Steelers take a different route, but are on track for showdown with Pats


Even if there's South Florida toe-stubbage of 2004 proportions tonight, the Patriots will meet Pittsburgh late next Sunday afternoon in a game that will, in all likelihood, decide who runs the AFC this season.

Then we will learn whether the horseshoe the Steelers have had lodged in their posterior all season was permanently implanted or removable.

Sunday night, the Steelers won their eighth straight. They won it on a field goal in the final minute, as they did against the Bengals the week before and the Packers the week before that and the Colts two weeks before that.


They allowed 152 yards rushing, made Joe Flacco look ordinary (that's an upgrade for him this season) and allowed six plays of 20 or more yards. They committed six penalties for 101 yards, blew a 14-0 lead and had to chase the Ravens down from behind. They were on the verge of being closed out all night.

So why weren't they? Ben Roethlisberger and Antonio Brown. Roethlisberger, like him or not, is a Hall of Fame quarterback. The best-in-the-game-right-now conversation always centers on Tom Brady and Aaron Rodgers, but their late-game Houdini routines aren't more commonplace than Roethlisberger's.

It's just that -- because he looks like he just got up from a two-day bender -- there's a whiff of "Oh, Ben finally woke up . . . ". instead of the awe and reverence Brady and Rodgers inspire. Pittsburgh was 12 for 18 on third down against Baltimore. And that's supposed to be a good defense. Roethlisberger was 44 for 66 for 506 yards. Brown caught 11 passes for 213 yards on 18 targets.

Watching Brown, to me, is like watching Steph Curry in a way. When Roethlisberger drops, surveys, then tilts his shoulders so you know he's heaving it down the right sideline, there's an anticipation mixed with certainty that a generally low-percentage heave is going to be complete. To Brown. Who is sublime.

Cris Collinsworth said during the broadcast last night that Brown deserved MVP consideration. I personally have a hard time saying any position aside from the game-directing position of quarterback can truly be more valuable. But Brown deserves Offensive Player of the Year, for sure. Ninety-nine catches for 1,509 yards and nine touchdowns? He has 627 yards and six touchdowns on 39 catches in the last four games as he almost singlehandedly keeps the Steelers in stride with the Patriots.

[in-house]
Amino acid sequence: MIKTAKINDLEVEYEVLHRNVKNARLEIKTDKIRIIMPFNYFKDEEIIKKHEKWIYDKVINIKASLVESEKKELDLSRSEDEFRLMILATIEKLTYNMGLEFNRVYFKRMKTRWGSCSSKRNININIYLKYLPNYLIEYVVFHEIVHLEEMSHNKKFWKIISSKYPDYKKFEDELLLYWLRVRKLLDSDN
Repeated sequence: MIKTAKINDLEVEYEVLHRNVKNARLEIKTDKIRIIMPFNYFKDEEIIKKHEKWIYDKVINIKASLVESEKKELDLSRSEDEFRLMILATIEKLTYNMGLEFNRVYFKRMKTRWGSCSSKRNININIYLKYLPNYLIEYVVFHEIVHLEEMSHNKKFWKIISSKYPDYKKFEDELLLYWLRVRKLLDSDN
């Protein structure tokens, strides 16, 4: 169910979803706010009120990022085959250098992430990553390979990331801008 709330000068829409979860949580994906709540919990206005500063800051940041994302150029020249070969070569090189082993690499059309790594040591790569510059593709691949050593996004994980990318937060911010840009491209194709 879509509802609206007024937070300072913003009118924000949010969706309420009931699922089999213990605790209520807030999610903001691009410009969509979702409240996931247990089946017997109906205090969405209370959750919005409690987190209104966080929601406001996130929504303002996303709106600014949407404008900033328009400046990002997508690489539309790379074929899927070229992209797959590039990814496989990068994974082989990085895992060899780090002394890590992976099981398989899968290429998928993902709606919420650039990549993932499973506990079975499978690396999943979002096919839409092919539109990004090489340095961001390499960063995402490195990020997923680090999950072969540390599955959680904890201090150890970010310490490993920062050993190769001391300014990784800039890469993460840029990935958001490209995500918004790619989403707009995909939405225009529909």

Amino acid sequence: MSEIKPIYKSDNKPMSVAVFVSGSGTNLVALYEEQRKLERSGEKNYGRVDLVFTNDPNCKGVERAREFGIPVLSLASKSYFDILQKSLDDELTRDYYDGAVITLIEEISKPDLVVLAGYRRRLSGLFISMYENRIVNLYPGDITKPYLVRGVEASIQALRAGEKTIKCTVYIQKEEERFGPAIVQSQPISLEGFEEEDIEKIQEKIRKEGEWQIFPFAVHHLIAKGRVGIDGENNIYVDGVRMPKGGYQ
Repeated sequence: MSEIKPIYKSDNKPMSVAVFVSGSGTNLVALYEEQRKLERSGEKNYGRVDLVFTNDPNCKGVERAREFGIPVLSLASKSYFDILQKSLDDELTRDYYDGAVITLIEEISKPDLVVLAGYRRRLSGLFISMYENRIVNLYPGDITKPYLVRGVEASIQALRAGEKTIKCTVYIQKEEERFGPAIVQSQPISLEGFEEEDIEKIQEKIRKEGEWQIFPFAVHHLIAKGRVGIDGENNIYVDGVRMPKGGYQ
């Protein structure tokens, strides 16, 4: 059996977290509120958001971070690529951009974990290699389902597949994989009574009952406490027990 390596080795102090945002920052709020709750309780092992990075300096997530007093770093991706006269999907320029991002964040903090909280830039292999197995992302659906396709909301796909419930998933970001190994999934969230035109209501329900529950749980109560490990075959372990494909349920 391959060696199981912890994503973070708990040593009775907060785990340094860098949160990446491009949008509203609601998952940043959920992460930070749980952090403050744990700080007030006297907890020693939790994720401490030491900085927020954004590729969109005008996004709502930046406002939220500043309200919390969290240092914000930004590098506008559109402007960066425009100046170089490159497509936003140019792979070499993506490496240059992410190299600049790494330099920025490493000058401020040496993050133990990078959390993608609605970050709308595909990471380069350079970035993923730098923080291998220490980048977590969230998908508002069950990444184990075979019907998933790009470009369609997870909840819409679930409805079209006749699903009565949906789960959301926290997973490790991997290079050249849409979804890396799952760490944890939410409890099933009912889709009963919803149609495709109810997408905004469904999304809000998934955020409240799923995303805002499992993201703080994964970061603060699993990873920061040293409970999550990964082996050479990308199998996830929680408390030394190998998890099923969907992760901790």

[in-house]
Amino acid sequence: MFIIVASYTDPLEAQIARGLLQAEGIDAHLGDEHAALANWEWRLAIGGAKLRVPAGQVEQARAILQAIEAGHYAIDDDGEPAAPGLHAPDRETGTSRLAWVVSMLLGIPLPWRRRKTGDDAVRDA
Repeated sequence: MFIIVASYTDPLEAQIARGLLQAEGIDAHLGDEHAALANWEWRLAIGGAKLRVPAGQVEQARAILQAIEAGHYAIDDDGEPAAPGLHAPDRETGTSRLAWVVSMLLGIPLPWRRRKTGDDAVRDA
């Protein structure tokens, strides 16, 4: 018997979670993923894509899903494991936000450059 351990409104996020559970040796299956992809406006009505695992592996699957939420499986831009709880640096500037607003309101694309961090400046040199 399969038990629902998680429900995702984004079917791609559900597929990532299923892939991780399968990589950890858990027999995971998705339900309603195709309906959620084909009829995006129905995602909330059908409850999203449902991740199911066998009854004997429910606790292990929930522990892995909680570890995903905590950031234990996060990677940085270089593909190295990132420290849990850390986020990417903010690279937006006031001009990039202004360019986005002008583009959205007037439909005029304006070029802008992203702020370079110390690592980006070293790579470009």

And that's where the Steelers are. Somehow, despite being on the edge of an upset every week, they are 11-2 and will this week do their, "Lemme at ‘em! Hold me back!" routine when talking about the Patriots.

Which is in contrast to how New England does it. Everything about the Steelers is in contrast to New England. Where Mike Tomlin is all about emotion and swagger and chest-puffing, Bill Belichick is stoic, calculated and clandestine. The Steelers defense is a lead-pipe to the base of the skull, attack, attack, attack. The Patriots defense is quicksand. Looks benign. Still deadly (or at least has been to the last eight opponents). Roethlisberger looks like he has pastrami and cheese on his breath and will probably need a size-54 jacket when he gets to Canton. Brady's breath probably has a whiff of almonds and altoids and will look runway ready when he's inducted in 2031.

And the fanbases? You cannot help but enjoy the passion of each but they are both -- by and large -- condescending, easily offended and entitled. Which makes the runup to a game like this even better.

All the Patriots have to do is take care of business in Miami tonight and then full attention can go to the Steelers. And it should be a helluva week.


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